Saving an Otherwise Condemned Tooth

A patient presented after being told by another dentist that they could not save her tooth. I understand that some teeth are more difficult to save. But, the patient was not interested in getting an implant so we saved it. We placed 2 minim pins to retain the build-up in the area of the missing palatal cusp. I have successfully saved several teeth using the very small titanium minim pins. Because you carefully pilot the holes before placing them, when placed successfully, they do not significantly increase the risk of root fracture. [Note: if you complete a root canal and place a post in the root space, this is different than placing minim pins in the tooth, posts in the root space have been shown to increase the risk of root fracture. Luckily, we did… Read More »

Fractured Teeth – Conserve Tooth Structure with an Inlay

When a tooth fractures, an inlay can be a conservative option if a full crown is not required due to structural requirements. Inlay to restore a fractured tooth adjacent to an old amalgam In this case a tooth had a thin area of tooth along the MB of #14 (photo taken in patient mirror.) The thin remainder of tooth fractured vertically and horizontally immediately adjacent to the old amalgam. This fractured off box of tooth structure was small enough that by extension, using the old preparation of the amalgam, we were able to replace the amalgam with an all-ceramic inlay. This inlay was completed with Vita Enamic (a dual matrix ceramic) milled in-office on the TS150e, same day. This restoration was scanned into the computer and completed immediately, without having to temporize the tooth. We… Read More »

Erosion, the Slow Path to Tooth Destruction Reversed

This case shows one of the dental conditions that is very familiar to anyone who has had a history of grinding and clenching. One of the complicating background factors of this case is a history of dry mouth. Dry mouth tends to accelerate erosion because there is not adequate salivary flow to flush off acids and sugars from the food we eat. Above: Images 1 and 2 show wear through the enamel and into dentin, which are scooped out. Below: Images 3 and 4 show the (4) lower anterior teeth with Obsidian-type all-ceramic crowns. Restoring the tips (incisal edges) of these teeth with composite was completed a few years ago. The composites were a stop gap restoration to slow the continued erosion. Because the teeth continued to erode around the edges of the composite, the… Read More »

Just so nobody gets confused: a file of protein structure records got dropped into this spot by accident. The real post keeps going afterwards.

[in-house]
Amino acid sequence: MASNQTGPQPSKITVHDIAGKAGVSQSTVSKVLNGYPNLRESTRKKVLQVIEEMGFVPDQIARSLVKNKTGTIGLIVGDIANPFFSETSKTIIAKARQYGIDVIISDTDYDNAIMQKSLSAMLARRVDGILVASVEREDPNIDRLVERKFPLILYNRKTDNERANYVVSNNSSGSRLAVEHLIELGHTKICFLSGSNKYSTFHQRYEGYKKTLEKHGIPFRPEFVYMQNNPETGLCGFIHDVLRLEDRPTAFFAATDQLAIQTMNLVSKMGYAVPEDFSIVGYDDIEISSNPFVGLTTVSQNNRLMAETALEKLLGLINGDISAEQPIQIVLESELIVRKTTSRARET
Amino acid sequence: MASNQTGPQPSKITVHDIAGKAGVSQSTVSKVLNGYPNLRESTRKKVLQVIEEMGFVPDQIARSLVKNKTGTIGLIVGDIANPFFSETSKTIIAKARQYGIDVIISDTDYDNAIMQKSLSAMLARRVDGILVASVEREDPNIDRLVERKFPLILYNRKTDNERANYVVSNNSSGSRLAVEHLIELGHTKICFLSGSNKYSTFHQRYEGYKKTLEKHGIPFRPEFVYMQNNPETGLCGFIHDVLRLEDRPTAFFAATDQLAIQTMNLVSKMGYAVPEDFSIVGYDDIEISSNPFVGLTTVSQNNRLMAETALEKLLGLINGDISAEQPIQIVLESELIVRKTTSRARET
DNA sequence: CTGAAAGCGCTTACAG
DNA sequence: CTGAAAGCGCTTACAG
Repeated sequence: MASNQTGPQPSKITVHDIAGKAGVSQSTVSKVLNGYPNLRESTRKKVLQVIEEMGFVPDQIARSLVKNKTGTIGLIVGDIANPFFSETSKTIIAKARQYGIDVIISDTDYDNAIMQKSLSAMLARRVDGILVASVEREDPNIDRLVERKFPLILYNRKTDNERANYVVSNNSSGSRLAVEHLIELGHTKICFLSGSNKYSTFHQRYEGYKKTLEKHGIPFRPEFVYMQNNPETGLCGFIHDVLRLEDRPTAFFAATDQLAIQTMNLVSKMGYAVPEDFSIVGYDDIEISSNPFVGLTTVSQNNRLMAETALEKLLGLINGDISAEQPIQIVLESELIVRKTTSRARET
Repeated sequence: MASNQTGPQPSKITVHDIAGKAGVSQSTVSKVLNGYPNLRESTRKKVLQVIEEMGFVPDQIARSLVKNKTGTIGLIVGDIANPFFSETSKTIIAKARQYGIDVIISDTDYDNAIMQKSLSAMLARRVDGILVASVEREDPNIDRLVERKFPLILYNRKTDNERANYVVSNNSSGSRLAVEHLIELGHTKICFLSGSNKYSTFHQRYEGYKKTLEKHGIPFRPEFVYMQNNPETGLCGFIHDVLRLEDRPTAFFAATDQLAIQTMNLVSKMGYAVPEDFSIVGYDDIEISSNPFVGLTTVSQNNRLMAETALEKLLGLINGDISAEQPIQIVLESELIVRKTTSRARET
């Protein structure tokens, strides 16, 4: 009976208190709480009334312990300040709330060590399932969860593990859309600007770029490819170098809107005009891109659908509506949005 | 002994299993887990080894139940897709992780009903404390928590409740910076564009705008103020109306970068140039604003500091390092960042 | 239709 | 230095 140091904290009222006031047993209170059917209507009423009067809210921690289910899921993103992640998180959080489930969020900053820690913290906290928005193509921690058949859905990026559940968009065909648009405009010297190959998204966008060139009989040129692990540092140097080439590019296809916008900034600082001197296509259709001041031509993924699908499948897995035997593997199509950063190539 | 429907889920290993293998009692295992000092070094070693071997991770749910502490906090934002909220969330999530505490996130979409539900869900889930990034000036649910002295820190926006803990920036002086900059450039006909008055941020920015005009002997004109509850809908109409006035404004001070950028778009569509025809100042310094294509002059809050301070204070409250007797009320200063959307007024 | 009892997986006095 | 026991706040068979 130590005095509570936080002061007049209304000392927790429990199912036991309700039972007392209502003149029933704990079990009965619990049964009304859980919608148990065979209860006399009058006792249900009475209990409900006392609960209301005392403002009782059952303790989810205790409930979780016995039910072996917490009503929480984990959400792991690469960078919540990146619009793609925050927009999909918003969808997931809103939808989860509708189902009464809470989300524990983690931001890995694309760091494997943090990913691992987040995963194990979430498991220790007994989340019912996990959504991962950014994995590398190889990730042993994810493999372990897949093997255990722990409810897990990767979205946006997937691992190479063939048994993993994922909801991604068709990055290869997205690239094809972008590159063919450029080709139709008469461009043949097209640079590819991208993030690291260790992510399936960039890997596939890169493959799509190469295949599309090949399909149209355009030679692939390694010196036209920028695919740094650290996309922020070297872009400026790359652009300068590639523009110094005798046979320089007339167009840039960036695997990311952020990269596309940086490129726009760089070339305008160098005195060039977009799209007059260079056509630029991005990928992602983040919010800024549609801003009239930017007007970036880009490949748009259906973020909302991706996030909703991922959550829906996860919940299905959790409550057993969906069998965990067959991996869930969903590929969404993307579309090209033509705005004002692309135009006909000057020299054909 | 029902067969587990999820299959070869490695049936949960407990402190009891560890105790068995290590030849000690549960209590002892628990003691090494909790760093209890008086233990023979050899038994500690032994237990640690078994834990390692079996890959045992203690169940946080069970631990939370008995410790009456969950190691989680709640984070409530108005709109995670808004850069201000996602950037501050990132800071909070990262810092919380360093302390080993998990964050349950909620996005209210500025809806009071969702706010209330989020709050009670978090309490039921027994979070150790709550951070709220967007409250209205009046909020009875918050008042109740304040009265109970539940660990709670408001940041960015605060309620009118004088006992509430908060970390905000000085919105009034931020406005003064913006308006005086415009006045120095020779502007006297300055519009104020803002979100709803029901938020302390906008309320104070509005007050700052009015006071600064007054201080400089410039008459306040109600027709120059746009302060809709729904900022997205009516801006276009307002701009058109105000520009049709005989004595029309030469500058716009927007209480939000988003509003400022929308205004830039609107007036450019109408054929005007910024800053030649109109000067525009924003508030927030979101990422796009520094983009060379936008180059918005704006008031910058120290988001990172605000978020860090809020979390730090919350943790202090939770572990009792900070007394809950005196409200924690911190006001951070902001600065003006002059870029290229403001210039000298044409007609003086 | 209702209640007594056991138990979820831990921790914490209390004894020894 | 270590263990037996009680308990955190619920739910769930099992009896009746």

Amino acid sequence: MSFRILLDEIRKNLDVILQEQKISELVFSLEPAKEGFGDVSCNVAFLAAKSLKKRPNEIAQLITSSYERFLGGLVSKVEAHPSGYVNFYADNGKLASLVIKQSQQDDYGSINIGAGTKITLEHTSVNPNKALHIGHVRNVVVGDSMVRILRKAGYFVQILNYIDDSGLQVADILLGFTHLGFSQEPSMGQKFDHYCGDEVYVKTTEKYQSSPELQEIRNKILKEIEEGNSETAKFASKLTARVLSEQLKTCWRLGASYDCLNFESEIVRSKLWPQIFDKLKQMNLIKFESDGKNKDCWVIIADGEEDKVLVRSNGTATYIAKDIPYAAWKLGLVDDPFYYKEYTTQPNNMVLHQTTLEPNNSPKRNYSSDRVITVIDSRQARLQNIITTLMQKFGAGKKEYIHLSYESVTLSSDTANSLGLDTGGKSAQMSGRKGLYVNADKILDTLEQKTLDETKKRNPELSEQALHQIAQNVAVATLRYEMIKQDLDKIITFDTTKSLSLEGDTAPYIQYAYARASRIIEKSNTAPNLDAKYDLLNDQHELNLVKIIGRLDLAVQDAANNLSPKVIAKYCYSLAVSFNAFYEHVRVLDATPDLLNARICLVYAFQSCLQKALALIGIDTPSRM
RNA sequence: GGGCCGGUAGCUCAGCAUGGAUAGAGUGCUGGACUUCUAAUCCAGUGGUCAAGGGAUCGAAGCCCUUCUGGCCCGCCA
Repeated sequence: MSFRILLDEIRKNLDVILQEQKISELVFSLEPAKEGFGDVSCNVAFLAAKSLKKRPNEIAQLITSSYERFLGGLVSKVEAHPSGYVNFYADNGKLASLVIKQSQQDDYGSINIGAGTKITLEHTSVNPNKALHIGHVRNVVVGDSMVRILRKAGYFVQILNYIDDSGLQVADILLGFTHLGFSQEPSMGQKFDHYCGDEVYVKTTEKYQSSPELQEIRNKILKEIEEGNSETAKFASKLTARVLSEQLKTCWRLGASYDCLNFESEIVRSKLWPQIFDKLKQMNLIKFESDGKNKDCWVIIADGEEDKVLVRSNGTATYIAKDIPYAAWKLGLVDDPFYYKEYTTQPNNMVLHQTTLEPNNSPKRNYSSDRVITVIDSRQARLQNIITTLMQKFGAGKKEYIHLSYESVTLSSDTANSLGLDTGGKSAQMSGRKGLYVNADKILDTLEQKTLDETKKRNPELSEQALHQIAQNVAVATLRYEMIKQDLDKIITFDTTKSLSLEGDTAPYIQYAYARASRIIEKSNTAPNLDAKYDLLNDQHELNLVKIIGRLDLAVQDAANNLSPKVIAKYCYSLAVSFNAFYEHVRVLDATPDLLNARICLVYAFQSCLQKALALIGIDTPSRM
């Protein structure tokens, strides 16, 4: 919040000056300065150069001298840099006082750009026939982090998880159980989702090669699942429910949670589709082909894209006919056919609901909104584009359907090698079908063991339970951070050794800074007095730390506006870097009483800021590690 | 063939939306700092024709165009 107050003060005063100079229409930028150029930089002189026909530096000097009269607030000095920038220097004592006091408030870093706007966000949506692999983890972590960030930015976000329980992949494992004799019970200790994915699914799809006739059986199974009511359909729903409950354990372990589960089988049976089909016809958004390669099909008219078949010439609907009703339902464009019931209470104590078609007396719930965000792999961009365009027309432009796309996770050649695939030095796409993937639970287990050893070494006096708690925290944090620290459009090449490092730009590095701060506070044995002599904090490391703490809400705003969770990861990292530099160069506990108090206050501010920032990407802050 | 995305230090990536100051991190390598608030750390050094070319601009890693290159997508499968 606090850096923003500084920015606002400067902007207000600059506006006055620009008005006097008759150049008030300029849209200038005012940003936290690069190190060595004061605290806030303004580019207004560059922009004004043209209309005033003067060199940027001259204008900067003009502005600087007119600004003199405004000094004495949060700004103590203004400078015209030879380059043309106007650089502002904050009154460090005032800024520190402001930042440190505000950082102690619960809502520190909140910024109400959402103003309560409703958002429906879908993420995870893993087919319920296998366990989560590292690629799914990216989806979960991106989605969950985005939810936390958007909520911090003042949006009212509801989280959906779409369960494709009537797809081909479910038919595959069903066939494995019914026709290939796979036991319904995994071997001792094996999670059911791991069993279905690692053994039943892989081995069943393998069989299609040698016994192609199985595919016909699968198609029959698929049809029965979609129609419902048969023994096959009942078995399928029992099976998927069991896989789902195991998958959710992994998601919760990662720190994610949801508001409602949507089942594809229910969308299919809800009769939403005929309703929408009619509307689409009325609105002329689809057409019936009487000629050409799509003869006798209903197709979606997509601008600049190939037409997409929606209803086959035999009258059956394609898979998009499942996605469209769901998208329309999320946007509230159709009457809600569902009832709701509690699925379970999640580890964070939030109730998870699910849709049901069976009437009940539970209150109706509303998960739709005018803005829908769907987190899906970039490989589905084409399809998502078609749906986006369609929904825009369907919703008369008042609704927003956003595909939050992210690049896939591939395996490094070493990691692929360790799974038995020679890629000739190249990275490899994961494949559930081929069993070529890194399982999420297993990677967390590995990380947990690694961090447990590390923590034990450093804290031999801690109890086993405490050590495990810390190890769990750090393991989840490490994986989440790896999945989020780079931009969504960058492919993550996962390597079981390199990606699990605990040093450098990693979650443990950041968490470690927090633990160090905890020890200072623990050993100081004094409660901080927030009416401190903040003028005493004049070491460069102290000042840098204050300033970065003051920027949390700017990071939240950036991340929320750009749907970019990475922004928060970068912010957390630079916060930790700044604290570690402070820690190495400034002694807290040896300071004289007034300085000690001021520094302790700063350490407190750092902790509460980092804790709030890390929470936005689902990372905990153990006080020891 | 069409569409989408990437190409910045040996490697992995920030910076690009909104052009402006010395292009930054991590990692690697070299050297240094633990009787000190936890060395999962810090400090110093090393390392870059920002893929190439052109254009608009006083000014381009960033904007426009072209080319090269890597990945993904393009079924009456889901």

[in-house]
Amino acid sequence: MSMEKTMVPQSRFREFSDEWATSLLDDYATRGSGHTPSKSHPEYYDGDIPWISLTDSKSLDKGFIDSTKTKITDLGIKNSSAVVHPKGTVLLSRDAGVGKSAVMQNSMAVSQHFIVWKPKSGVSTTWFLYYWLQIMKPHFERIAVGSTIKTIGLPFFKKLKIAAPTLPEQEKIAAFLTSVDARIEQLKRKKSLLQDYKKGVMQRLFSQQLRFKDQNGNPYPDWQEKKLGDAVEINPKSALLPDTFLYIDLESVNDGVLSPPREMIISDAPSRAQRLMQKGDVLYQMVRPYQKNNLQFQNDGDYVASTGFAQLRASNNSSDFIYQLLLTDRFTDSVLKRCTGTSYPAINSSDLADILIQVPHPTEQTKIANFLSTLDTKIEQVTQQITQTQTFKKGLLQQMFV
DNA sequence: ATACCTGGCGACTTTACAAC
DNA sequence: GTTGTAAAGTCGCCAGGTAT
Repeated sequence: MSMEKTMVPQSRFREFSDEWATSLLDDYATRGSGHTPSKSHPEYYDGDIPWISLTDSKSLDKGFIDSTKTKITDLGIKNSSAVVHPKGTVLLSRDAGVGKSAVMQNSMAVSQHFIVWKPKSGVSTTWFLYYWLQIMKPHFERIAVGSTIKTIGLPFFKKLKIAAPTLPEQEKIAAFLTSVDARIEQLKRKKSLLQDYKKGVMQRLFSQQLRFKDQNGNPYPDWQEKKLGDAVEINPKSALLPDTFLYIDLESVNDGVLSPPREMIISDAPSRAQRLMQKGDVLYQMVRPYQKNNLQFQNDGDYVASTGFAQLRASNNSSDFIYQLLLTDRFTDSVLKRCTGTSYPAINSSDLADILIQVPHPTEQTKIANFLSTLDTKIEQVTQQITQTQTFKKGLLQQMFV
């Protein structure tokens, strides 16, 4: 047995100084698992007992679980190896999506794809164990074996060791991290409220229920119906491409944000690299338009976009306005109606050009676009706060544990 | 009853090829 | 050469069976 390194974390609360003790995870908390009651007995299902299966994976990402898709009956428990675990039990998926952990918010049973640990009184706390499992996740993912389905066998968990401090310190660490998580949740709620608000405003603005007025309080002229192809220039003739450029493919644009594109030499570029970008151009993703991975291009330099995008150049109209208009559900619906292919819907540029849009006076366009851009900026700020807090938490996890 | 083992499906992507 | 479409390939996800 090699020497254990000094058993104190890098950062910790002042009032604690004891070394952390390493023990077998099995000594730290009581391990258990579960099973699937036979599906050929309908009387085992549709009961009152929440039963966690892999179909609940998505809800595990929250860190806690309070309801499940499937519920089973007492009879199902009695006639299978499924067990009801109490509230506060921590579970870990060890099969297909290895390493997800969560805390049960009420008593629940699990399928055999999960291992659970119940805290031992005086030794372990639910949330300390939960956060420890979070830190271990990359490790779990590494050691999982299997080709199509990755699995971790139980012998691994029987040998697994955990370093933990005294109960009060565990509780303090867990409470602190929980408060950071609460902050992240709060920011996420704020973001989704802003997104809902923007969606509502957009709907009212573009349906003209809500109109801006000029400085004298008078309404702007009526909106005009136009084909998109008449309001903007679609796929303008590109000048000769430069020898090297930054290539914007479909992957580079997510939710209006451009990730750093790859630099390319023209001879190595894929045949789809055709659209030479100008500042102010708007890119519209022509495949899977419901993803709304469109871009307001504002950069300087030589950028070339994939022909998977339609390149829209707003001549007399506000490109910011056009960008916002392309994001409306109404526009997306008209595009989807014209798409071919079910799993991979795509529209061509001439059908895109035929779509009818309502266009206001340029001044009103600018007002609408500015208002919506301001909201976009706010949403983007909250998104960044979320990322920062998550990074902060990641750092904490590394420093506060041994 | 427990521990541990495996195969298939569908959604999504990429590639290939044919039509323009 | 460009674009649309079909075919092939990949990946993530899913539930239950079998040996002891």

Comparison of Porcelain Veneers Vs Invisalign

[instagram url=https://www.instagram.com/p/Bvg_fYGFfqz/] This case was finished using porcelain veneers. [Summary: 1. Patient has naturally small laterals that were restored initially with composite and slight tipping of the centrals. This case was completed with 4 veneers.] This case was corrected with porcelain jacket crowns. [Summary: 2. Patient had previous restorations with composite, which was improved with 2 all-ceramic crowns.] This case was improved with esthetic composite. [Summary: 3. Patient had space between her centrals (diastema), which was improved with composite filling material to close the gap.] This case was completed using a no-prep veneer (Lumineer). [Summary: 4. Lumineer used to correct the spacing and improve the smile line. This approach used a minimal prep (virtually no prepping on the teeth.)] This case was repaired using a blended esthetic composite. [Summary: 5. Composite used to correct the… Read More »

Fractured Front Teeth Repaired with Composite